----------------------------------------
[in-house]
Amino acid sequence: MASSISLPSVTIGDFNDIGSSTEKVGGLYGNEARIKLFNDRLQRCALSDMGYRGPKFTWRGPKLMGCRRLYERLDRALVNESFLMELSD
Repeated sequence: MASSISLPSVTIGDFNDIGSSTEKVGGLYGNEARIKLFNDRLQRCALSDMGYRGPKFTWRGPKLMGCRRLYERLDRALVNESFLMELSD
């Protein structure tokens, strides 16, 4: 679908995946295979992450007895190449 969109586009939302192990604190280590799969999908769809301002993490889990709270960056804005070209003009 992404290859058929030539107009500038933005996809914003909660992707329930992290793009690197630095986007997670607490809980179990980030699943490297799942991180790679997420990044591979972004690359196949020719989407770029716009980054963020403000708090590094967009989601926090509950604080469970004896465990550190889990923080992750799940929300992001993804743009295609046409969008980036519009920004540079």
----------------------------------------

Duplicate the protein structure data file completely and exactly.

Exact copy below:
[in-house]
Amino acid sequence: MASSISLPSVTIGDFNDIGSSTEKVGGLYGNEARIKLFNDRLQRCALSDMGYRGPKFTWRGPKLMGCRRLYERLDRALVNESFLMELSD
Repeated sequence: MASSISLPSVTIGDFNDIGSSTEKVGGLYGNEARIKLFNDRLQRCALSDMGYRGPKFTWRGPKLMGCRRLYERLDRALVNESFLMELSD
């Protein structure tokens, strides 16, 4: 679908995946295979992450007895190449 969109586009939302192990604190280590799969999908769809301002993490889990709270960056804005070209003009 992404290859058929030539107009500038933005996809914003909660992707329930992290793009690197630095986007997670607490809980179990980030699943490297799942991180790679997420990044591979972004690359196949020719989407770029716009980054963020403000708090590094967009989601926090509950604080469970004896465990550190889990923080992750799940929300992001993804743009295609046409969008980036519009920004540079």